Crude oil prices moved higher on Wednesday, lifted by data showing a larger-than-expected drop in U.S. crude inventories last week.
The data showing a bigger drop in stockpiles has raised optimism that supplies will remain tight despite the production hikes set by OPEC+.
Still, concerns about outlook for energy demand due to the spread of the delta variant of the coronavirus limited oil's uptick.
West Texas Intermediate Crude oil futures for September ended up by $0.74 or about 1% at $72.39 a barrel.
Brent crude futures were up $0.34 or nearly 0.5% at $73.86 a barrel a little while ago.
Data released by Energy Information Administration (EIA) this morning showed crude inventories in the U.S. fell by 4.089 million barrels last week, over a million barrels up from an expected drop of about 2.9 million barrels.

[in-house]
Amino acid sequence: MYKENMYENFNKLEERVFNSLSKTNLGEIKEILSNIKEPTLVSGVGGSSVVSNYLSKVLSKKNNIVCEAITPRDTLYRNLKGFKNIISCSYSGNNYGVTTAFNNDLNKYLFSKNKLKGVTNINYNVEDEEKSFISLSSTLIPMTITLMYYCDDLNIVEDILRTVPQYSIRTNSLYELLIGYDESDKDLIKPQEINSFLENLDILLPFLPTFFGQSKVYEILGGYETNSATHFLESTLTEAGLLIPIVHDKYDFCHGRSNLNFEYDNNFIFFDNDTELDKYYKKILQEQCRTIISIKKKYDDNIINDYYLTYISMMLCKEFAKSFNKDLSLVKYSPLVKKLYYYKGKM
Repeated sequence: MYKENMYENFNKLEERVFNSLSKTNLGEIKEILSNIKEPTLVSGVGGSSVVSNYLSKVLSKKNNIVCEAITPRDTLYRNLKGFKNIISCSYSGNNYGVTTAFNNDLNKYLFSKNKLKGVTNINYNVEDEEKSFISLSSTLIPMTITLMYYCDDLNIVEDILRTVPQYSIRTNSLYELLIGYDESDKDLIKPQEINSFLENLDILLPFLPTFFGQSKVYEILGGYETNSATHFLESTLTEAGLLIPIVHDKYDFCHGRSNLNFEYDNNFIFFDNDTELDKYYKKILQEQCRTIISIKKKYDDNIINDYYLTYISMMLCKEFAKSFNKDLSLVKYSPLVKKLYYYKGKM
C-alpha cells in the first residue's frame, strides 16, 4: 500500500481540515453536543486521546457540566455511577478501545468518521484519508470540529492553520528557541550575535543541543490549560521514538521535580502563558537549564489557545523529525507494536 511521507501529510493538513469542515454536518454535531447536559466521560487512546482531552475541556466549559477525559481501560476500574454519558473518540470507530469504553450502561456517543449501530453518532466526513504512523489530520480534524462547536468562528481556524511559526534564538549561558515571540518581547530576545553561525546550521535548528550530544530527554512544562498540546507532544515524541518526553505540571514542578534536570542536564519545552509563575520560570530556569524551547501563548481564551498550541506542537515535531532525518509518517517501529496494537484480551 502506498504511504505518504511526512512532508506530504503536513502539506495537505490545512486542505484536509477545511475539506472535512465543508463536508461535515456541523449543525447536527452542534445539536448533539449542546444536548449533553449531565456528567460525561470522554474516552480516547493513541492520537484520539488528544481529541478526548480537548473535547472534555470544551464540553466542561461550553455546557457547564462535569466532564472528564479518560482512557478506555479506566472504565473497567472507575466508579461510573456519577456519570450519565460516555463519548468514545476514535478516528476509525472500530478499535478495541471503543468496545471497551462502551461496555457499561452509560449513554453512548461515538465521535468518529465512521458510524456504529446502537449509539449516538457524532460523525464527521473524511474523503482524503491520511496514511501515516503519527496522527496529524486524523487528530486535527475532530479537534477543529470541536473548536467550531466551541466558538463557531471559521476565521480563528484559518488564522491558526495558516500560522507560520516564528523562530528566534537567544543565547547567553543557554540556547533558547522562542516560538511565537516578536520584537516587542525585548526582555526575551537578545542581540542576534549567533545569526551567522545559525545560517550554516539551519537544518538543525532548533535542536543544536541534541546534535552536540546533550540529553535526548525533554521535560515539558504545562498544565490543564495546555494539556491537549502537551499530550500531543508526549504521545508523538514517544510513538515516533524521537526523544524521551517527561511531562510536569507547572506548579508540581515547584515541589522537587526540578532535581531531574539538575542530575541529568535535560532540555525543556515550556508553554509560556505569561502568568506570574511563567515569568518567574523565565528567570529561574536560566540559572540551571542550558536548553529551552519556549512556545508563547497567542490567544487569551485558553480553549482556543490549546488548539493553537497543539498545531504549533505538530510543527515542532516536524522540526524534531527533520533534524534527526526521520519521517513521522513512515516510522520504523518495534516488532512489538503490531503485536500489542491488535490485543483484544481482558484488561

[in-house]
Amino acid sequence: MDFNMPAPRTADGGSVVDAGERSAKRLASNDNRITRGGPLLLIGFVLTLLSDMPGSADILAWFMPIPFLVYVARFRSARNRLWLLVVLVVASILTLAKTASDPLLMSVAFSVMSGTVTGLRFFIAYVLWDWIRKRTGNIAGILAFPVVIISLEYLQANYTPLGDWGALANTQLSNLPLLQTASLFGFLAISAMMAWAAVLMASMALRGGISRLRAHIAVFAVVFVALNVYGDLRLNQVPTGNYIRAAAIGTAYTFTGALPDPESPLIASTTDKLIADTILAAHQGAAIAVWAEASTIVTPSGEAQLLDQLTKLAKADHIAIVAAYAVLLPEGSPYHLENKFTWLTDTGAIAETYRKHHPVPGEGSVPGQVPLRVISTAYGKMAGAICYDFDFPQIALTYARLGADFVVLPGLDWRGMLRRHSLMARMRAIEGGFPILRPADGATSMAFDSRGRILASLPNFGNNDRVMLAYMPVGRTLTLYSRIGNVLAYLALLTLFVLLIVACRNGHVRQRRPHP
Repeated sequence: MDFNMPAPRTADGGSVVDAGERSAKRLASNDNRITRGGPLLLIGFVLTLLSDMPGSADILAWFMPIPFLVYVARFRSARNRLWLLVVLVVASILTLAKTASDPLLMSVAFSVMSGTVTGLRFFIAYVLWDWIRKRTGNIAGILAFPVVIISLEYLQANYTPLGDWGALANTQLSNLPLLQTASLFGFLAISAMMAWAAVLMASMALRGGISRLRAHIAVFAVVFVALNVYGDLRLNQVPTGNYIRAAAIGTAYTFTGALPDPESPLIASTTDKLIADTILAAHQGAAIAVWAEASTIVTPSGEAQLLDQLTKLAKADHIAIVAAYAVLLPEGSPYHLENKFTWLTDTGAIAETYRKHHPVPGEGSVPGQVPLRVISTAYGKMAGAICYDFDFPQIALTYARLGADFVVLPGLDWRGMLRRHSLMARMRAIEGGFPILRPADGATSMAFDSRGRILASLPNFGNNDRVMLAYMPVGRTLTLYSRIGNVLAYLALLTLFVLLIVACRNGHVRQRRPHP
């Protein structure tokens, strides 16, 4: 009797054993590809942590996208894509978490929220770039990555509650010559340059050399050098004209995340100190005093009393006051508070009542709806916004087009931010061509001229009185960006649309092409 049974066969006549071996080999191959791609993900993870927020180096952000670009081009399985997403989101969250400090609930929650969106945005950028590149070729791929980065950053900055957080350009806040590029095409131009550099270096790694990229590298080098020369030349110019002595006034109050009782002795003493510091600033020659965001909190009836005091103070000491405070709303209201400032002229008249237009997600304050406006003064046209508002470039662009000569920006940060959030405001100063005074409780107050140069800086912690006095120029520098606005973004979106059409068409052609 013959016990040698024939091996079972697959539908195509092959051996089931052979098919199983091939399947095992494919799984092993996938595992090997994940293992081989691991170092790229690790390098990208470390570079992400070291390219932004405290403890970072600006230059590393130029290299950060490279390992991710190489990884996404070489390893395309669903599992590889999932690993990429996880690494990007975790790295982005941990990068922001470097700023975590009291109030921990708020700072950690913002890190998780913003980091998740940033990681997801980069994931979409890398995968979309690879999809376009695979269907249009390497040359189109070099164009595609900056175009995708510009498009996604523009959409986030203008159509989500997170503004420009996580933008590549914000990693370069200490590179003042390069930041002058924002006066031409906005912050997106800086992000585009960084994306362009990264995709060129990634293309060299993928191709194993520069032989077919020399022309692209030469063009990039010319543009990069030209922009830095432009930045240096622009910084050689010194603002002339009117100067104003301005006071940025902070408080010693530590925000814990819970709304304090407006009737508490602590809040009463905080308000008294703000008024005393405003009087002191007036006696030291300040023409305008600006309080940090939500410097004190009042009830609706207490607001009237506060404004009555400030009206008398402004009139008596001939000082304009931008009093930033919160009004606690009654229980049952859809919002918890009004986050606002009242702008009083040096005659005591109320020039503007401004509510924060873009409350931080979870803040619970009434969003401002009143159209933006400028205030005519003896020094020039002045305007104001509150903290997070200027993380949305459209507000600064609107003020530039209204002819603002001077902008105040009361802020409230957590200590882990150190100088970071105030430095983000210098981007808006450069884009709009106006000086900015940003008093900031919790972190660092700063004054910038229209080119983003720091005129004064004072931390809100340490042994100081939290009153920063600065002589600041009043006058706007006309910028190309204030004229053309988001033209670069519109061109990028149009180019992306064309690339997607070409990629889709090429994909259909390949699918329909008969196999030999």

Gasoline inventories dropped by 2.253 million barrels last week, more than twice the expected draw, the data showed. Meanwhile, distillate stockpiles, which include diesel and heating oil, fell by 3.088 million barrels, much more than an expected drop of 435,000 barrels.
A report released by the American Petroleum Institute (API) on Tuesday showed U.S. crude stocks fell by 4.7 million barrels for the week ended July 23, compared with analysts' expectations for a 2.9 million fall in crude stocks, following a surprise rise in crude inventories the previous week.